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Dublin: 16 °C Tuesday 19 June, 2018
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'When I wasn't taking a beating from my old man, I was taking a beating from my brother'

At a recent launch a young man spoke about growing up with abuse.

Image: Shutterstock/Ilya Andriyanov

JOHN* SAID HIS life was relatively normal until first class, when his father became violent.

“He would beat up my mam and when my older brother and I would try to protect her, we would take a beating for getting in the way.”

Speaking to a crowded room in Dublin during the week, John calmly outlined the abuse he received at the hands of his father and brother throughout his childhood.

“Over time [my father] grew to dislike us and would beat us up every day.

“When I wasn’t taking a beating from my old man, I was taking a beating from my brother and I was always put down with no chance for recovery.

Once my older brother reached 12 he was put into foster care. I was left to fend for myself. I still tried to protect my mam but the beatings got worse. I lived in constant fear until I reached the age of 12 when my old man left.

Soon after John’s father left the home, his brother returned.

Soon after my brother moved back home and he would beat me up every day. That was my childhood.

Le Chéile

John was speaking at the head office of the probation services in Dublin on Thursday morning, at the launch of a report on Le Chéile.

Le Chéile is a community-based volunteer mentoring and family support service. It works with young people who have committed crimes of are at risk of offending.

The charity works by way of referrals by the courts to the probation service. The charity then supplies the at-risk young person – aged between 12 and 21 – with a voluntary mentor in their community who works and meets with them.

John had gone through a lot of different social workers and had spent a long time within the court system before he was linked up with Le Chéile at age 18.

Facing extreme abuse in his home, John left and started to stay at friends’ houses. He began to drink alcohol and use drugs.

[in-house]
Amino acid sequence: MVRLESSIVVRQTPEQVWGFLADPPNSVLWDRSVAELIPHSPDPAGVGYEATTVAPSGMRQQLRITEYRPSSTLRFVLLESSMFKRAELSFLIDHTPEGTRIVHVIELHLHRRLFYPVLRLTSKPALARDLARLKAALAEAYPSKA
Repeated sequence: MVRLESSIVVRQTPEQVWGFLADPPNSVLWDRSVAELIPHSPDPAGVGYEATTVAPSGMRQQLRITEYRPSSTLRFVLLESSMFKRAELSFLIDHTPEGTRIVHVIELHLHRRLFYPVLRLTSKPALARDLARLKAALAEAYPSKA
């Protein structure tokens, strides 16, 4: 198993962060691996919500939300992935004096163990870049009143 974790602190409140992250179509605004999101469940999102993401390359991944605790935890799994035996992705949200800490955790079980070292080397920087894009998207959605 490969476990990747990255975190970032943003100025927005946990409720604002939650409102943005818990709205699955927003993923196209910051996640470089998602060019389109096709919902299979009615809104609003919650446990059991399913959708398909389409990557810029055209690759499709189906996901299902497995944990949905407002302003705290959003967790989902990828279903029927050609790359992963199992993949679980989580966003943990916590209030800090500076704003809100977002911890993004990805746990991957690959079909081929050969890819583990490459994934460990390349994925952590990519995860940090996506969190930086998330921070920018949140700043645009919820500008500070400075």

“When I started secondary school I wanted to be just like my older brother, so I started drinking and smoking and getting into scraps. Even still he would beat me up. I felt like I couldn’t do anything right,” he said.

“I spent most of my time at my friend’s place getting drunk or high for about a year, then I progressed onto heavier drugs.

Until one night, I accidentally overdosed and was found laying dead on the street.

John was rushed to hospital and was “very lucky to survive”. He went into a treatment centre, but when he left treatment he fell into the same old habits.

He completed his Leaving Certificate when he was 17. Since then, John has completed a psychology and social sciences course; he has also undertaken a number of community-based psychoanalysis, counselling and psychotherapy courses.

Community mentor

Initially, John wasn’t happy with being assigned a volunteer mentor by the probation service.

“I was 18 at the time and felt I had my life in order,” he said.

“At this point I was in court since age of 14 on a monthly basis. So the idea of a further year’s probation really got on my nerves.

Then to be given a mentor on top of already going through after care and having a probation officer, a social worker, counsellor, career advisor…
In other words I was strongly against being given a mentor, I thought it would have been more beneficial at a younger age.

However, after meeting Mick – his Le Chéile mentor – and learning that he was doing the work on voluntary basis, John warmed to him.

“It was nice to be able to speak to someone in higher position without being looked down upon,” he said.

“I was able to run things by Mick such as everyday troubles, hassles and stress and we were able to laugh things over.

As a result we became good friends. As time passed I found it to be a nice break from the stress caused by everyday life, such as work and college.

John recently dropped out of a college course and has plans to travel and work abroad in the future.

He said the Le Chéile service had helped him by bringing a positive adult role model into his life for the first time.

“I never had a role model in my life as my old man left when I was young and my older brother was in and out of foster care,” said John.

Mick my mentor was influential and a true leader and the best role model and easy to get along with.

Read: ‘They made me realise that… I’m not worth nothing’: The positive effects of mentoring at-risk youths

Read: More parents are using children to shoplift for them, according to retailers

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About the author:

Cormac Fitzgerald

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